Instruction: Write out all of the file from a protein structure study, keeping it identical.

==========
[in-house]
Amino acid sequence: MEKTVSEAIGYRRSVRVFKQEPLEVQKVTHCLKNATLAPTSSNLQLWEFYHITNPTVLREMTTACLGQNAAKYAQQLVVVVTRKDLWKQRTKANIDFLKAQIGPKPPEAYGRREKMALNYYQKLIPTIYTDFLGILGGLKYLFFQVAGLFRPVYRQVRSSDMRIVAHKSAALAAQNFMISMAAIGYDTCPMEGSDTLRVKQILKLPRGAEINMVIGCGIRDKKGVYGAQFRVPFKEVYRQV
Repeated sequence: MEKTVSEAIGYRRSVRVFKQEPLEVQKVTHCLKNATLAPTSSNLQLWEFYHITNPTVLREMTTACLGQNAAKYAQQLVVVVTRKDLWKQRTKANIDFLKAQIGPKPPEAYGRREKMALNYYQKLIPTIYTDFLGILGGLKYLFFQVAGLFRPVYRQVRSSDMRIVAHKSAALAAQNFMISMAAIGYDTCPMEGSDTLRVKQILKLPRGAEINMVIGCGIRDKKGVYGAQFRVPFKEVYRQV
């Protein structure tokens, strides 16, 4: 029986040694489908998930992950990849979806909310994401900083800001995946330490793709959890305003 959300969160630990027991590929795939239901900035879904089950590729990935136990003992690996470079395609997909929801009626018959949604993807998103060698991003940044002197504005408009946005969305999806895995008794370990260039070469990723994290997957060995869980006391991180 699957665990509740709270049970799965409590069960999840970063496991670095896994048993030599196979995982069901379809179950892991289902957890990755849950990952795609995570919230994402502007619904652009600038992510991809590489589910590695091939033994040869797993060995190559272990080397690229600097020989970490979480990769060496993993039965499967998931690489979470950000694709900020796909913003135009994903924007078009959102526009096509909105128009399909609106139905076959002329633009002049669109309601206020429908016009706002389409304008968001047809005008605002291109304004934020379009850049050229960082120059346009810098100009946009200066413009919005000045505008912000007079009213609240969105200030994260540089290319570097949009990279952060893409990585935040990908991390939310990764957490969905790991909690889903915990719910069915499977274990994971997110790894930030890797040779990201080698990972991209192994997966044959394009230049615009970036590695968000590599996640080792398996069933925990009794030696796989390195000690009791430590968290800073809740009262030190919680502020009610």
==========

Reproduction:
[in-house]
Amino acid sequence: MEKTVSEAIGYRRSVRVFKQEPLEVQKVTHCLKNATLAPTSSNLQLWEFYHITNPTVLREMTTACLGQNAAKYAQQLVVVVTRKDLWKQRTKANIDFLKAQIGPKPPEAYGRREKMALNYYQKLIPTIYTDFLGILGGLKYLFFQVAGLFRPVYRQVRSSDMRIVAHKSAALAAQNFMISMAAIGYDTCPMEGSDTLRVKQILKLPRGAEINMVIGCGIRDKKGVYGAQFRVPFKEVYRQV
Repeated sequence: MEKTVSEAIGYRRSVRVFKQEPLEVQKVTHCLKNATLAPTSSNLQLWEFYHITNPTVLREMTTACLGQNAAKYAQQLVVVVTRKDLWKQRTKANIDFLKAQIGPKPPEAYGRREKMALNYYQKLIPTIYTDFLGILGGLKYLFFQVAGLFRPVYRQVRSSDMRIVAHKSAALAAQNFMISMAAIGYDTCPMEGSDTLRVKQILKLPRGAEINMVIGCGIRDKKGVYGAQFRVPFKEVYRQV
């Protein structure tokens, strides 16, 4: 029986040694489908998930992950990849979806909310994401900083800001995946330490793709959890305003 959300969160630990027991590929795939239901900035879904089950590729990935136990003992690996470079395609997909929801009626018959949604993807998103060698991003940044002197504005408009946005969305999806895995008794370990260039070469990723994290997957060995869980006391991180 699957665990509740709270049970799965409590069960999840970063496991670095896994048993030599196979995982069901379809179950892991289902957890990755849950990952795609995570919230994402502007619904652009600038992510991809590489589910590695091939033994040869797993060995190559272990080397690229600097020989970490979480990769060496993993039965499967998931690489979470950000694709900020796909913003135009994903924007078009959102526009096509909105128009399909609106139905076959002329633009002049669109309601206020429908016009706002389409304008968001047809005008605002291109304004934020379009850049050229960082120059346009810098100009946009200066413009919005000045505008912000007079009213609240969105200030994260540089290319570097949009990279952060893409990585935040990908991390939310990764957490969905790991909690889903915990719910069915499977274990994971997110790894930030890797040779990201080698990972991209192994997966044959394009230049615009970036590695968000590599996640080792398996069933925990009794030696796989390195000690009791430590968290800073809740009262030190919680502020009610």